This is a paper prepared, though not delivered, for the annual Augustana District Theologcial Conference. Instead, a version of the paper from the Jekyll Island Theological Conference was delivered so that Luther's understanding of predestination and election could be covered.
Jekyll Island, Georgia Theological Conference 2017: "Your Vocation and Christ's Mission"
Christ’s mission is to remove us from our obsession with virtue, morality, good works, and the law. Christ has come into this old world, Emmanuel, and remains to Gospel sinners who feel they are anything but, or at least not as bad as the next guy. Christ is coming to create faith where there is none, for “The righteous shall live by faith.” (Habakkuk 2:4)
One of the key tools in biblical interpretation is, first, to be able to hear the distinction of scripture’s own division of law and gospel (“For the law was given through Moses, grace and truth came through Jesus Christ.” John 1:17) and, second, to hear what these two words do to those who hear when they are proclaimed (“The Letter kills, but the Spirit gives life” 2 Corinthians 3:6).
There seems to be a lot of confusion in the world as to the understanding of salvation; how is it that we are saved? Is it by faith alone, by God’s grace alone, in Christ alone or do I have to at least accept the gift of grace? Does God really not leave me any freedom to choose? Must I rely solely on His free election of sinners? Then how can anyone, how can I be certain that I am saved? Here is a short story to illustrate the confusion. The setting is late 19th century Sweden, and a conversation between a young Swedish pastoral intern named Fridfelt and his supervising pastor, the rector.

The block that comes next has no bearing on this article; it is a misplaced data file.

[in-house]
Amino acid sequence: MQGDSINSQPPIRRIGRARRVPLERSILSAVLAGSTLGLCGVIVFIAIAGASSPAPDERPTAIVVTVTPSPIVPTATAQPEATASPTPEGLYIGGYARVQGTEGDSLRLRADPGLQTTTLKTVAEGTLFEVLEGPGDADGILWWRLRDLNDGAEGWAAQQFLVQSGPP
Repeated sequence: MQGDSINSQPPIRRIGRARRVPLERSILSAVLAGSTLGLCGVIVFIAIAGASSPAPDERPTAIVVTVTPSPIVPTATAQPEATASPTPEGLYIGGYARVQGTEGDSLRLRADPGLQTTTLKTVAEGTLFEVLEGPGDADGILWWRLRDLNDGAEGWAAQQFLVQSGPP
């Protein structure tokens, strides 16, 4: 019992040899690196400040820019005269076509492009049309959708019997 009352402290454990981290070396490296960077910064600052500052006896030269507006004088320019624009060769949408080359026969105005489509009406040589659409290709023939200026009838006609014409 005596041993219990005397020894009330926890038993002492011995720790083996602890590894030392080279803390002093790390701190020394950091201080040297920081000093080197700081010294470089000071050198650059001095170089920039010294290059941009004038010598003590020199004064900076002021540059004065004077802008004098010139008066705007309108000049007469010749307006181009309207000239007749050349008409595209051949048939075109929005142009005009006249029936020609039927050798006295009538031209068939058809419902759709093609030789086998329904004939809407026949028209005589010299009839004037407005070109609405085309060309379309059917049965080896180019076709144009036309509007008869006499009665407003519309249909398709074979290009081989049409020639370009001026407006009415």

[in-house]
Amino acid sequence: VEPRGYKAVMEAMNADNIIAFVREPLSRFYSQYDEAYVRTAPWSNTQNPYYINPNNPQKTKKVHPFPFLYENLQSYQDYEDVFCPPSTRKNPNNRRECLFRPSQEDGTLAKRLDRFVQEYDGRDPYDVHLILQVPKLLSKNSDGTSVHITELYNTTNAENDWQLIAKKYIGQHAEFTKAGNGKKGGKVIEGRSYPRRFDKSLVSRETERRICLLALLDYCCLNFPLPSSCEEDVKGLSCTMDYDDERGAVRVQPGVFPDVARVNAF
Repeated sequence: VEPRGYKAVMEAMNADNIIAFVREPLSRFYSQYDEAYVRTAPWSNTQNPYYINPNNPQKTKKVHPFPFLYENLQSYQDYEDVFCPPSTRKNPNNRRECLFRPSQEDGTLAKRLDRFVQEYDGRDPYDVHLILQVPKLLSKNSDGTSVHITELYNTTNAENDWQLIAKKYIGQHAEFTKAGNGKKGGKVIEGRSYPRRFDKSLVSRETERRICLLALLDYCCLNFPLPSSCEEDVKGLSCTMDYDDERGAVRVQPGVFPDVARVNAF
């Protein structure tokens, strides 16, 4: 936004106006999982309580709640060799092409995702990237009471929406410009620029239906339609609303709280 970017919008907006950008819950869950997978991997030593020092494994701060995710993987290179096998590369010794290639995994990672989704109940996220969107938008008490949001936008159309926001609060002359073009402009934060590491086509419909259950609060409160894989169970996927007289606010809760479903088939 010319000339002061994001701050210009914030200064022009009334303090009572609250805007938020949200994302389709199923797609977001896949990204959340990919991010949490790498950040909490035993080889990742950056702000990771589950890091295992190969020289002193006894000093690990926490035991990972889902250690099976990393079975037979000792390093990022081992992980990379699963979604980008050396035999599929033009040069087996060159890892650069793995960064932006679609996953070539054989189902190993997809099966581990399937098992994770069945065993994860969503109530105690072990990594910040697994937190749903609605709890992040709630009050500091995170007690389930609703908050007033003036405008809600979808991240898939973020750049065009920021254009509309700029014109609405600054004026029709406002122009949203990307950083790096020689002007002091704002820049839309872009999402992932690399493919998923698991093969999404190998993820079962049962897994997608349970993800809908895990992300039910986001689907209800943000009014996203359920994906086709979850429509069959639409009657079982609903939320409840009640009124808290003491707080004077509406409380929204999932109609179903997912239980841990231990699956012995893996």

If I have a difficult time making these kinds of decisions in the mundane things of life, as I am sure you do from time to time in a variety of scenarios, how is it that I could possibly bear the burden of making a decision for Jesus Christ in matters of my eternal salvation?
There are two false assumptions in decision theology. Fortunately, for you and I, God has found away to break through our erring assumptions with an unthwartable word of promise. First, however, we must take a good look at the false assumptions we put upon Scripture.